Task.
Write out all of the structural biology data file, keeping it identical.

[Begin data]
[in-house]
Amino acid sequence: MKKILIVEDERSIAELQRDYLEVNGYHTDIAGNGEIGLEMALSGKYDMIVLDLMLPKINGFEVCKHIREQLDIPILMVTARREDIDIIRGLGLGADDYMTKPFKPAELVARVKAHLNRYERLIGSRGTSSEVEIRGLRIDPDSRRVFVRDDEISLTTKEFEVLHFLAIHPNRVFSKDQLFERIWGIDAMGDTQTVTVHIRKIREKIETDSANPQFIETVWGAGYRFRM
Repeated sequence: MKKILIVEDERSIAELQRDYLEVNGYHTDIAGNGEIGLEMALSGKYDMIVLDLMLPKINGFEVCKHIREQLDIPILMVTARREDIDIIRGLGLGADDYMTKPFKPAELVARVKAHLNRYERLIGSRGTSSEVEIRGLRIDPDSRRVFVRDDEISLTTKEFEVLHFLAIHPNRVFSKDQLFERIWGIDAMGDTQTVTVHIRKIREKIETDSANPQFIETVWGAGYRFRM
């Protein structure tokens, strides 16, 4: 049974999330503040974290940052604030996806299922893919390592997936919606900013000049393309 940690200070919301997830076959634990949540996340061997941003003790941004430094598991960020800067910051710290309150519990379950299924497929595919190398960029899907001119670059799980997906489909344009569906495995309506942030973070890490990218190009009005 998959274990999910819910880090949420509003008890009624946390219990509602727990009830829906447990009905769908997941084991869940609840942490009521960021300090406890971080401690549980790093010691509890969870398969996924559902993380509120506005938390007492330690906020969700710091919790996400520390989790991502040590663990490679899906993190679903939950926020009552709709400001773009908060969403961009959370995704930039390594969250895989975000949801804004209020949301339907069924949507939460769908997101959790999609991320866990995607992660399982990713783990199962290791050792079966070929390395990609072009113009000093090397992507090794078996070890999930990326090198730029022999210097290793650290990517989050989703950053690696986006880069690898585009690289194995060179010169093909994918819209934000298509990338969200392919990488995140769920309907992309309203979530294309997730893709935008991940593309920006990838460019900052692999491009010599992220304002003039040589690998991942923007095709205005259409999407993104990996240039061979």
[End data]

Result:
[in-house]
Amino acid sequence: MKKILIVEDERSIAELQRDYLEVNGYHTDIAGNGEIGLEMALSGKYDMIVLDLMLPKINGFEVCKHIREQLDIPILMVTARREDIDIIRGLGLGADDYMTKPFKPAELVARVKAHLNRYERLIGSRGTSSEVEIRGLRIDPDSRRVFVRDDEISLTTKEFEVLHFLAIHPNRVFSKDQLFERIWGIDAMGDTQTVTVHIRKIREKIETDSANPQFIETVWGAGYRFRM
Repeated sequence: MKKILIVEDERSIAELQRDYLEVNGYHTDIAGNGEIGLEMALSGKYDMIVLDLMLPKINGFEVCKHIREQLDIPILMVTARREDIDIIRGLGLGADDYMTKPFKPAELVARVKAHLNRYERLIGSRGTSSEVEIRGLRIDPDSRRVFVRDDEISLTTKEFEVLHFLAIHPNRVFSKDQLFERIWGIDAMGDTQTVTVHIRKIREKIETDSANPQFIETVWGAGYRFRM
């Protein structure tokens, strides 16, 4: 049974999330503040974290940052604030996806299922893919390592997936919606900013000049393309 940690200070919301997830076959634990949540996340061997941003003790941004430094598991960020800067910051710290309150519990379950299924497929595919190398960029899907001119670059799980997906489909344009569906495995309506942030973070890490990218190009009005 998959274990999910819910880090949420509003008890009624946390219990509602727990009830829906447990009905769908997941084991869940609840942490009521960021300090406890971080401690549980790093010691509890969870398969996924559902993380509120506005938390007492330690906020969700710091919790996400520390989790991502040590663990490679899906993190679903939950926020009552709709400001773009908060969403961009959370995704930039390594969250895989975000949801804004209020949301339907069924949507939460769908997101959790999609991320866990995607992660399982990713783990199962290791050792079966070929390395990609072009113009000093090397992507090794078996070890999930990326090198730029022999210097290793650290990517989050989703950053690696986006880069690898585009690289194995060179010169093909994918819209934000298509990338969200392919990488995140769920309907992309309203979530294309997730893709935008991940593309920006990838460019900052692999491009010599992220304002003039040589690998991942923007095709205005259409999407993104990996240039061979």